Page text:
My cat has always had a weird affinity for bathrooms, and she loves to be near people while they’re in there (maybe its the sound of running water? who knows…). So, my parents bought a little end table so she’d have a small place to perch in the bathroom. This end table was made out of parawood, which is a newer type of hardwood from Asia that is cheap so it is often used for less expensive furniture that can still claim to be made out of wood. The second piece was a little pine chest, perfect for sitting on to put on shoes that also has a bit of storage. Here are the pieces. Of course I forgot to take a pic before I stained the tops of each…so imagine they’re all raw wood and the lid of the chest isn’t flipped over:
We stained the top of each of them a hybrid stain color that we mixed with about equal parts special walnut and red chestnut, since my parents have a stained wood vanity in their bathroom we were trying to match. The stained sections were sealed with water-based poly. My mom wanted some color in her bathroom, and after much deliberation she decided on a light spring green color called “Spring Moss” by Valspar. I think this color is decidedly banana yellow, but she insists that it has the perfect hint of green she was looking for. We painted multiple coats of this paint, and we choose semi-gloss paint and primer in one so we wouldn’t have to seal it since the sheen is protective. Unfinished wood is very thirsty, and even after a coat of primer followed by 3 coats of paint, I still felt like a 4th coat would’ve been ideal but we ran out of time. Here is how the side table turned out:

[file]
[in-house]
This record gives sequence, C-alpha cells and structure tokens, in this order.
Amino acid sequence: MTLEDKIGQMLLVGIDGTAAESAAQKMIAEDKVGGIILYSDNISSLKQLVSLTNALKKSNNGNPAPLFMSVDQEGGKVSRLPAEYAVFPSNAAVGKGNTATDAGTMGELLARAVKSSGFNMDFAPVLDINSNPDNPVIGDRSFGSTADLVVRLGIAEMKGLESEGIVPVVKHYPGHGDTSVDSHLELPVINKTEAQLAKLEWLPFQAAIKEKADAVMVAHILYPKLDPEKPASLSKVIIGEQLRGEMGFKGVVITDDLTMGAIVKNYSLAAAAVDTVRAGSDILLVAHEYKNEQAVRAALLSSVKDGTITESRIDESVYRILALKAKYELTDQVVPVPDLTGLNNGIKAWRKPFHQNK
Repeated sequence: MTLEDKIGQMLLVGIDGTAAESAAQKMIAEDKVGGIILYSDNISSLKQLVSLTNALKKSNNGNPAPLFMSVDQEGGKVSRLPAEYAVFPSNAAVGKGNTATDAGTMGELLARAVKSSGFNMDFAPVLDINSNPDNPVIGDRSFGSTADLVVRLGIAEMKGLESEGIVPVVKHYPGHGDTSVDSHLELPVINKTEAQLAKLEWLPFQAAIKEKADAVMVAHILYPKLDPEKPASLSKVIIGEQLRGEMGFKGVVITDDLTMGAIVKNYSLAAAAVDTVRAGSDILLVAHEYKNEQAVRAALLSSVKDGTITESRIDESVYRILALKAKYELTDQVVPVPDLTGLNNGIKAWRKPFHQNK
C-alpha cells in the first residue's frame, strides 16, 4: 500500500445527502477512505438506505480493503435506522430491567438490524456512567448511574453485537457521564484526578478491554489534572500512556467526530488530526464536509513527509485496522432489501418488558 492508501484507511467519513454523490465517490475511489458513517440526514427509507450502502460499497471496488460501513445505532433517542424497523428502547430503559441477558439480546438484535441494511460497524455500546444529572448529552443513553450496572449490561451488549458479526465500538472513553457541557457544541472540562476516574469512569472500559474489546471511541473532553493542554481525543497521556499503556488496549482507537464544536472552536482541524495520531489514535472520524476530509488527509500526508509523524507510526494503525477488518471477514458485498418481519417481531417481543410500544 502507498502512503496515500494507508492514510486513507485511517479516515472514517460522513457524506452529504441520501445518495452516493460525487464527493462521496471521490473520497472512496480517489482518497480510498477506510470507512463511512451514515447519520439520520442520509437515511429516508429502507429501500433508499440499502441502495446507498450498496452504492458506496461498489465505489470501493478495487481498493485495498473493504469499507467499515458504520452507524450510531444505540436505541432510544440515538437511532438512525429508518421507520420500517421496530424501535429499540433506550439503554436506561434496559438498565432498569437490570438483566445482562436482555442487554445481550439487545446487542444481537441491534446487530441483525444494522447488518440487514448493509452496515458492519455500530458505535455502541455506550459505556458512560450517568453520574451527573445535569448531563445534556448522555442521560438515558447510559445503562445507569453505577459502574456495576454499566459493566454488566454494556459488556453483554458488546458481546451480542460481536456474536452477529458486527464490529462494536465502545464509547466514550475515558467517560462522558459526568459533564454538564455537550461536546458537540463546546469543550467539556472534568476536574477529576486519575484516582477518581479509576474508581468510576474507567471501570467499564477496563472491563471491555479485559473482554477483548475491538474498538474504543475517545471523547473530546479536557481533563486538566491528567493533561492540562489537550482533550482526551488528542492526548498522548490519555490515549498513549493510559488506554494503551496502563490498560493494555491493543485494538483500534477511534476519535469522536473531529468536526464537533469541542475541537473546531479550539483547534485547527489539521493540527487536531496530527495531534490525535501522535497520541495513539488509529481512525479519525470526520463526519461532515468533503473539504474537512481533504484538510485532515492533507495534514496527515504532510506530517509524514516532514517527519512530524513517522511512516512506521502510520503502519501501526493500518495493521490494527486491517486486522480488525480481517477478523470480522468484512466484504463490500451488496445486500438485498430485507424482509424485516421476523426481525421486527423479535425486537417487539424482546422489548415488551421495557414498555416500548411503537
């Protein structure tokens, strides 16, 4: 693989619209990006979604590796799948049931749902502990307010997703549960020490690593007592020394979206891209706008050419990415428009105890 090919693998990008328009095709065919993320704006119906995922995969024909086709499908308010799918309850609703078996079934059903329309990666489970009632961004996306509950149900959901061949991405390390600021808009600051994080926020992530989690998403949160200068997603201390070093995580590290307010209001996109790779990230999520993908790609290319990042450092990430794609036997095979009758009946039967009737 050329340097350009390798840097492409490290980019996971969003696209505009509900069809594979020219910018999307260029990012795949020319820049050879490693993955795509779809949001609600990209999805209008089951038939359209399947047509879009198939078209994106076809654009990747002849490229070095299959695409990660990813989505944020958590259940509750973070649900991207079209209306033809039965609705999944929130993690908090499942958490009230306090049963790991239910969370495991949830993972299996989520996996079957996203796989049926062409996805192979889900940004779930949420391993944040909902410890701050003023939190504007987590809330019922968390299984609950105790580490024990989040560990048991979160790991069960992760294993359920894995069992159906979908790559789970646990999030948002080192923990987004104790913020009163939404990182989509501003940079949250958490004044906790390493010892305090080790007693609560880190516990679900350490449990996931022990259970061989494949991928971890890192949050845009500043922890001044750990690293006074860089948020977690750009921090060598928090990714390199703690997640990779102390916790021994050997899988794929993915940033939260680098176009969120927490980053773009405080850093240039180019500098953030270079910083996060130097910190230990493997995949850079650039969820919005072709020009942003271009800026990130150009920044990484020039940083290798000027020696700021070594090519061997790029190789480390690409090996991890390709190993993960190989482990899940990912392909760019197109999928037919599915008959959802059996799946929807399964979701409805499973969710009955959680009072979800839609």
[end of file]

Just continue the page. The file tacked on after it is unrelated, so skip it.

And the chest:
We knocked these out in about 3 days, so I think this was a success. Now I just need to get a picture of my cat enjoying her new perch – maybe when I visit for Christmas!
We finally wrapped up these two side tables we’re doing for a friend, so I’ll post some before and after pictures. This wasn’t a huge transformation, just updating the stain color to a darker and less orangy color and fixing nicks in the finish by re-sealing it. Here’s how they started:
And we stripped and sanded them down to raw wood:
And then we stained them with 2 coats of Minwax dark walnut stain. We sealed these with a product we hadn’t tried before, wipe on oil-based polyurethane. Oil based polyurethane has a nice finish over stained wood, but we haven’t used it as much recently because cleaning up the brush is a pain since you have to use mineral spirits which never totally gets the poly out of the brush. But you can just use disposable rags with wipe on poly! So we put on three coats of this, since it is on the thinner side. Here’s how they turned out: